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HP Not Giving Up On Autonomy 36

Posted by Unknown Lamer
from the giving-up-is-a-better-plan dept.
Nerval's Lobster writes "After defeating a shareholder insurrection that largely stemmed from how it handled the Autonomy acquisition, Hewlett-Packard is trying to resuscitate the fortunes of that troubled analytics-software unit. In an interview, Robert Youngjohns, General Manager of the Autonomy division for HP, conceded that the controversy surrounding the acquisition and its aftermath has proven a significant distraction for the company. ... HP's ambitious turnaround plan involves focusing Autonomy technology, which can help find the right data in huge datasets, on areas such as Web content management and information governance. But it's a big question whether HP can overcome all the negative publicity swirling around Autonomy, widely seen as a poor acquisition: Back in November 2012, HP accused Autonomy's management team of using 'accounting improprieties, misrepresentations and disclosure failures to inflate the underlying financial metrics of the company.' It alerted the SEC's Enforcement Division and the United Kingdom's Serious Fraud Office (Autonomy is based in the U.K.), and announced it would take an $8.8 billion write-down on Autonomy's value. That sort of thing could make Autonomy a tough sell to companies still trying to figure out if they even need so-called 'Big Data' tools."
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HP Not Giving Up On Autonomy

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  • Incidentally... (Score:4, Interesting)

    by fuzzyfuzzyfungus (1223518) on Wednesday April 03, 2013 @12:19PM (#43349647) Journal

    Isn't it a trifle interesting to see the language used to describe the (ostensible) owners of the company attempting to exert control over the people who are allegedly just hired to run it?

    "Shareholder revolt" in the LA Times, "Shareholder insurrection" in TFS, and this was reporting on a vote, taken by shareholders, on the board members(notably, unlike political elections, the incumbent remains in office unless at least half of voting stock votes against them, not by actually having to compete against other candidates for votes). Two of the directors barely survived, at 54 and 55 percent respectively.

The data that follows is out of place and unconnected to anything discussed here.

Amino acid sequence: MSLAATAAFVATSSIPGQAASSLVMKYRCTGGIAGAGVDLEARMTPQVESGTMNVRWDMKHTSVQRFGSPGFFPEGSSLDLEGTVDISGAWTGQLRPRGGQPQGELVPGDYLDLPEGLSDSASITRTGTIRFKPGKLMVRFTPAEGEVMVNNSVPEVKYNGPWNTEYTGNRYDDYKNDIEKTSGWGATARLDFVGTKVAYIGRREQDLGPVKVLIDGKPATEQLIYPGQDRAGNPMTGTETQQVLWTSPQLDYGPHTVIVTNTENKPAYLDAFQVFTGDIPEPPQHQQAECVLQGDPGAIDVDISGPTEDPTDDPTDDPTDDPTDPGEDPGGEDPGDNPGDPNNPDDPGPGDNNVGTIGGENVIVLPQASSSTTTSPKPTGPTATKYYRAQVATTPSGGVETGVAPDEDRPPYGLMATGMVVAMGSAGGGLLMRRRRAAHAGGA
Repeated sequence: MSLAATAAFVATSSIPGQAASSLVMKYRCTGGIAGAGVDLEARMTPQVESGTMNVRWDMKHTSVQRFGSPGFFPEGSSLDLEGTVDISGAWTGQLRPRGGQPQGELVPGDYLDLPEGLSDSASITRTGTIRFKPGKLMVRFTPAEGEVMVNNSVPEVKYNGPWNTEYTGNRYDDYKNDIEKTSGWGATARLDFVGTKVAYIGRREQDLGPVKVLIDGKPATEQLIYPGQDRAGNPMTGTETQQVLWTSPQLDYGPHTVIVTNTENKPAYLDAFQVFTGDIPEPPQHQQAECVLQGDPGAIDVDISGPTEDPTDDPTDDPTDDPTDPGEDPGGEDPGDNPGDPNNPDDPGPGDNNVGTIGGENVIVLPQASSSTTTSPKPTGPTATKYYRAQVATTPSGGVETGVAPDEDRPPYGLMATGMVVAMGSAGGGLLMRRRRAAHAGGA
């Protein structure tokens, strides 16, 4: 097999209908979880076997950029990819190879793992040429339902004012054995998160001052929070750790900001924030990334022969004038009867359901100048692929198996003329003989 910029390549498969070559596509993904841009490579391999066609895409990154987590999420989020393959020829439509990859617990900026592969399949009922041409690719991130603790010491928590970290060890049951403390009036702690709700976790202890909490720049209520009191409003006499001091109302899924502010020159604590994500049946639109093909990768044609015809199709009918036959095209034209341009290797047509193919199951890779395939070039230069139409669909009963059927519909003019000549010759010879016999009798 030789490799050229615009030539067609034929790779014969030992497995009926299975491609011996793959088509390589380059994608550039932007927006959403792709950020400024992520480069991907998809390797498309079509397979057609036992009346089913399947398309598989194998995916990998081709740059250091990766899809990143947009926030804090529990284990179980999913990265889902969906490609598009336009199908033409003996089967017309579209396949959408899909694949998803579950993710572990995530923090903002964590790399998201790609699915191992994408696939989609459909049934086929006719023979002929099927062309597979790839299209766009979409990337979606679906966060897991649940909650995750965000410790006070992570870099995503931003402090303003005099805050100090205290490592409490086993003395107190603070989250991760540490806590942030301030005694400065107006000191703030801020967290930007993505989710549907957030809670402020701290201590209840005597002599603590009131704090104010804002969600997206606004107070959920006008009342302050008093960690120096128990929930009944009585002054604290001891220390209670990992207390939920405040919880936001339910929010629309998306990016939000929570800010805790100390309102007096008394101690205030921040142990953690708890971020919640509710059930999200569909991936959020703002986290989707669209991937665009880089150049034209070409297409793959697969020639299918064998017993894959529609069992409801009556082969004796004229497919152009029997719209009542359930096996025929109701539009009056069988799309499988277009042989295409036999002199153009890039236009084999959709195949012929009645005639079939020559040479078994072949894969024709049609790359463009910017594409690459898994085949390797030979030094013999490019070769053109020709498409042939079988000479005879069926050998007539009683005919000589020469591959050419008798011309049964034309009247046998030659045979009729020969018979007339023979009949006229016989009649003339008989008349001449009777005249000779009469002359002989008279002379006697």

• by Anonymous Coward on Wednesday April 03, 2013 @01:02PM (#43350091)

    Having worked with Autonomy on multiple occasions, my chief complaint is that while their software may be incredibly capable in the math and statistics arenas, they can't do web development to save their souls. A virtually complete lack of comprehension of HTTP, SSL, and HTML is all you can expect from their engineers.

    It's more than the traditional "I don't want to customize my software even though I only have 20 potential clients so I will call it COTS" crap that we all hate so well. They cobble together so many layers of gunk that there is no way for them to understand what is actually happening between their servers and clients leaving them with no way to fix problems even if they wanted to.

  • by Shimbo (100005) on Wednesday April 03, 2013 @01:17PM (#43350235)

    Of course lets not forget the dark side of big data, the NSA and FBI can use the vast volume of data they collect to create statistical profiles of the average American. Any American outside the average is obviously going to be a target for additional investigation.

    The Serious Fraud Office are themselves Autonomy customers, so at the moment they are scratching their heads wondering whether they can conduct the investigation ithout a conflct of interest.

I never cheated an honest man, only rascals. They wanted something for nothing. I gave them nothing for something. -- Joseph "Yellow Kid" Weil

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